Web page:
2 New Reports Show Connections Between Environment, Human Health; U.N. SG Urges Global Action, Finance Reform To Address Climate Change
Devex: Climate finance reform needed to prevent ‘suicidal’ chaos, Guterres says
“United Nations Secretary-General António Guterres called for an overhaul of the climate finance system Wednesday, warning that all financial flows must align with the Paris climate agreement and the Sustainable Development Goals in a ‘race against time to adapt to a rapidly changing climate’…” (Lieberman, 12/3).
NPR: ‘We Don’t Have To Live This Way’: Doctors Call For Climate Action
“Climate change is making people sick and leading to premature death, according to a pair of influential reports on the connections between global warming and health. Scientists from the World Meteorological Organization released a preliminary report on the global climate which shows that the last decade was the warmest on record and that millions of people were affected by wildfires, floods, and extreme heat this year on top of the global pandemic. Separately, a sprawling analysis published Wednesday by the medical research journal The Lancet focuses on public health data from 2019, and finds that heat waves, air pollution, and extreme weather increasingly damage human health. … Both reports make an explicit connection between death, disease, and burning fossil fuels…” (Hersher, 12/2).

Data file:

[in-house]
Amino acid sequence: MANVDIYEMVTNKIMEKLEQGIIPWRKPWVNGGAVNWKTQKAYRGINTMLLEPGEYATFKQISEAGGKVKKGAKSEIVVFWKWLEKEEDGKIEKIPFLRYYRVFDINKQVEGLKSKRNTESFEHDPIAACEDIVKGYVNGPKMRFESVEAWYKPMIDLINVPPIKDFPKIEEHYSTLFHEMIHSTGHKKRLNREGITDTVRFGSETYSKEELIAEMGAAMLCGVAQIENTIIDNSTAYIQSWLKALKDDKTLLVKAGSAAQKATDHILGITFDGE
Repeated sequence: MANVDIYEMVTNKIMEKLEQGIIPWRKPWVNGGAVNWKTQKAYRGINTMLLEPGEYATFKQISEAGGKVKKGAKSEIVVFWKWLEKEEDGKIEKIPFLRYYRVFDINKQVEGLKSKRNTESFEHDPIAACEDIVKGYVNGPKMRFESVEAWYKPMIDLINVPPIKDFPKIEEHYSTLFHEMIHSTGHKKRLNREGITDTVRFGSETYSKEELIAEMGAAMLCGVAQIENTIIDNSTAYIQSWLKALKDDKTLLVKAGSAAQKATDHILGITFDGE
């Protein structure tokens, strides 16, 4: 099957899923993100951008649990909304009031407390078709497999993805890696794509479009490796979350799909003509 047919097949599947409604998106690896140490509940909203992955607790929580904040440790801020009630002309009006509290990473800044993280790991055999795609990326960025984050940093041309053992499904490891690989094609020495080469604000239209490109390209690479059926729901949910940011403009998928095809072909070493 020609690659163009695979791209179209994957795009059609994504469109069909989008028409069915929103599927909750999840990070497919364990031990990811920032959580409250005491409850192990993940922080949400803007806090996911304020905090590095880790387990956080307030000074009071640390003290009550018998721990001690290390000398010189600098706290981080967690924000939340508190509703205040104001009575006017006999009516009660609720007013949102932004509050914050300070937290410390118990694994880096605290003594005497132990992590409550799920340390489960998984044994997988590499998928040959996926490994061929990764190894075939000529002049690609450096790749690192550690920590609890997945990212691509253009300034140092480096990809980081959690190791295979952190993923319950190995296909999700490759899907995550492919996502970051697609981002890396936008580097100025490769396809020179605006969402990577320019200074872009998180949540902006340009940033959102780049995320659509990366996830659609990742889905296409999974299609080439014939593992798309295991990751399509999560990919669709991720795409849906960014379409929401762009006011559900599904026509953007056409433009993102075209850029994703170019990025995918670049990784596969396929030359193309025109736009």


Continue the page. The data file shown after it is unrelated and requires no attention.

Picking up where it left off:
Reuters: Feeling the heat? Scientists warn of climate shocks to global health
“Heat-related deaths are surging around the world, particularly among older people, scientists said on Thursday, warning of growing pressure on health systems hit hard by COVID-19. Almost 300,000 people over the age of 65 died from extreme heat in 2018 — a 54% rise in two decades, said a report on the links between health and climate in The Lancet medical journal…” (Rowling, 12/2).
Additional coverage of the reports and Guterres’s comments is available from The Nation, New York Times, and VOA News.
The KFF Daily Global Health Policy Report summarized news and information on global health policy from hundreds of sources, from May 2009 through December 2020. All summaries are archived and available via search.